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Upstream is for future thinkers

It provides news of emerging technologies, scientific discoveries and predictions of our future

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Biomedical

Biomedical

Transhumanism is a biomedical goal to fundamentally transform the human condition by developing and making widely available technologies to greatly enhance human intellectual, physical, and psychological capacities.

This is achieved though Cybernetics, Genetic Engineering, Life Extension, Medicine and Stem Cell Treatments.

Computing

Computing

The effect computers have had on the world is unquestionably great, however with their capabilities increasing exponentially we are living in a time where, with the development of quantum computing, their effects on us has barely scratched the surface of what is to come.

Artificial intelligence, Augmented Reality, Holography, Quantum Computing and Virtual Reality are all around the corner.

Energy

Energy

As the planet’s resources are rapidly depleting, perhaps the area of most intense global interest at the moment is finding alternate methods of producing energy and efficiently feeding our populations.

Some of these methods include Artificial Photosynthesis, Biofuels, Fusion Power, Genetically Modified Food, Solar Power, Vertical Farming and Wireless Energy Transfer.

Leisure

Leisure

Consumer goods, with the help of emerging technologies, are changing our day to day lives at an increasingly rapid pace. From the internet to mobile phones and 3D printing, the past 30 years has changed the way we live.

The next 30 years includes Holographic Displays, Immersive Gaming, Smart Clothing, Virtual Reality and Wearable Computing.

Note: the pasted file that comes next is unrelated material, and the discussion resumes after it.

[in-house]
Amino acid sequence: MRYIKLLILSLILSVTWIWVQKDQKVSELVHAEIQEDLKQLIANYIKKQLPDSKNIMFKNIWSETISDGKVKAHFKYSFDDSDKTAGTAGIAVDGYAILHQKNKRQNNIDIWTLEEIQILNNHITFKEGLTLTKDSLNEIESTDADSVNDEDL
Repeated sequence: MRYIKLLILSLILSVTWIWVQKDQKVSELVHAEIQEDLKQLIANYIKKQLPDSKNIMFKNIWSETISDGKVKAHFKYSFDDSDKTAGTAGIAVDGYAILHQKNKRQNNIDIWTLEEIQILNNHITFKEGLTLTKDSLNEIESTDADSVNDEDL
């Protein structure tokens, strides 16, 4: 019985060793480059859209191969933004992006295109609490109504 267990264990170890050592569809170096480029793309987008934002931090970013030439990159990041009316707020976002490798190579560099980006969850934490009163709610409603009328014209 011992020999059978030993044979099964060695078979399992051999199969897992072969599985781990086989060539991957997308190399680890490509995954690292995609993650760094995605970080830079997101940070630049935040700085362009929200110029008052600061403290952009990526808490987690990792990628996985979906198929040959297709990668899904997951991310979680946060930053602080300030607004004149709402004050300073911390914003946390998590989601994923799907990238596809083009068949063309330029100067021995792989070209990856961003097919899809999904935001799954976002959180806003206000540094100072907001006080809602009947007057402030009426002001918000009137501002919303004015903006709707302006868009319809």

Military

Military

Although military may not seem the most constructive of tech focuses, it often has the budget to pioneer new technologies which are refined and used commercially later; for example electronic computers, satellite technology or the internet.

Current military interest includes Artificial Intelligence, Drones, Hypersonic Aircraft, Particle Beam Weapons & Stealth Technology.

Nanotechnology

Nanotechnology

One of the most exciting progressions of the 21st century so far is our ability to create on a nano scale – allowing us to produce new materials that have never been seen before, and build machines so small that they can even carry out tasks within our blood stream.

Nanotechnology has created new fields of interest within Biotechnology, Computing, Energy and Medicine.

Physics

Physics

Although some people may find physics to be the dull cousin of technology, it is only through the understanding of physics that many of our technologies and understandings of the universe are possible – it is the language to describe and therefore can create our reality, and is incredibly exciting for people who take the time to understand it, as it is the key which can open new doors for our future.

Robotics

Robotics

A very tangible physical embodiment of technology for humans is robotics; we can relate and interact physically with robots and in the future develop relationships with them.

Also as artificial intelligence evolves alongside human intelligence, there will be a time where this technology will increasingly find the need to embody itself in the physical world through robotics.

Space

Space

The final frontier.

The exploration of space holds endless possible discoveries – however one which we may be on the brink of observing which will change the world and the way we think about ourselves as human beings, is the discovery of life on other planets (or moons, such as Jupiter’s Europa or Saturn’s Enceladus, as it may turn out.)

Transport

Transport

Driverless Cars, Jetpacks, Magnetic Levitation, Space Elevators, Fusion Rockets and Teleportation – all areas of intense interest and each offering huge potential for the development of civilisation.

Transport is a practical constraint which touches people daily, which is why future developments could change our lives and the world’s economies on the whole.

Predictions

Predictions

Technology futurists make extrapolations on scientific progress – for example it is predicted that quantum computing will become commercially viable around 2020, based on current advances in technology and projected milestones. This is turn will facilitate breakthroughs in medicine by enabling an accurate virtual model of chemical reactions – thus building an ever-growing web of forecasts.